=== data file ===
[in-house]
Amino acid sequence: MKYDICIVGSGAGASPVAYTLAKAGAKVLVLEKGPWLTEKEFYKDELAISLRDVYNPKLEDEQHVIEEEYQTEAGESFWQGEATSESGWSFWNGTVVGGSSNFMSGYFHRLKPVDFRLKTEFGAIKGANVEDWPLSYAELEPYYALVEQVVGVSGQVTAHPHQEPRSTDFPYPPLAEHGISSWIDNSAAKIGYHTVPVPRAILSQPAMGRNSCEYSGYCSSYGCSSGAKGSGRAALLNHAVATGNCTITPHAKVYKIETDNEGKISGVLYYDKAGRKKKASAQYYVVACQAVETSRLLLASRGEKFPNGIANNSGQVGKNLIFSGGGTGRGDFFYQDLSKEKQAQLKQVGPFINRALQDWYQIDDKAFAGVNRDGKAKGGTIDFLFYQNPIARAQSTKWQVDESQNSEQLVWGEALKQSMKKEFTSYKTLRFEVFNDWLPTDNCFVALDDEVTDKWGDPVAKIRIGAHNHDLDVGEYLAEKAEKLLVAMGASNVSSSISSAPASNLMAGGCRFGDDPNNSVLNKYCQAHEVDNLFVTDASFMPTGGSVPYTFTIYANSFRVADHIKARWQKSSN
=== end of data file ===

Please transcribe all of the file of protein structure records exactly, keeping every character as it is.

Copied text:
[in-house]
Amino acid sequence: MKYDICIVGSGAGASPVAYTLAKAGAKVLVLEKGPWLTEKEFYKDELAISLRDVYNPKLEDEQHVIEEEYQTEAGESFWQGEATSESGWSFWNGTVVGGSSNFMSGYFHRLKPVDFRLKTEFGAIKGANVEDWPLSYAELEPYYALVEQVVGVSGQVTAHPHQEPRSTDFPYPPLAEHGISSWIDNSAAKIGYHTVPVPRAILSQPAMGRNSCEYSGYCSSYGCSSGAKGSGRAALLNHAVATGNCTITPHAKVYKIETDNEGKISGVLYYDKAGRKKKASAQYYVVACQAVETSRLLLASRGEKFPNGIANNSGQVGKNLIFSGGGTGRGDFFYQDLSKEKQAQLKQVGPFINRALQDWYQIDDKAFAGVNRDGKAKGGTIDFLFYQNPIARAQSTKWQVDESQNSEQLVWGEALKQSMKKEFTSYKTLRFEVFNDWLPTDNCFVALDDEVTDKWGDPVAKIRIGAHNHDLDVGEYLAEKAEKLLVAMGASNVSSSISSAPASNLMAGGCRFGDDPNNSVLNKYCQAHEVDNLFVTDASFMPTGGSVPYTFTIYANSFRVADHIKARWQKSSN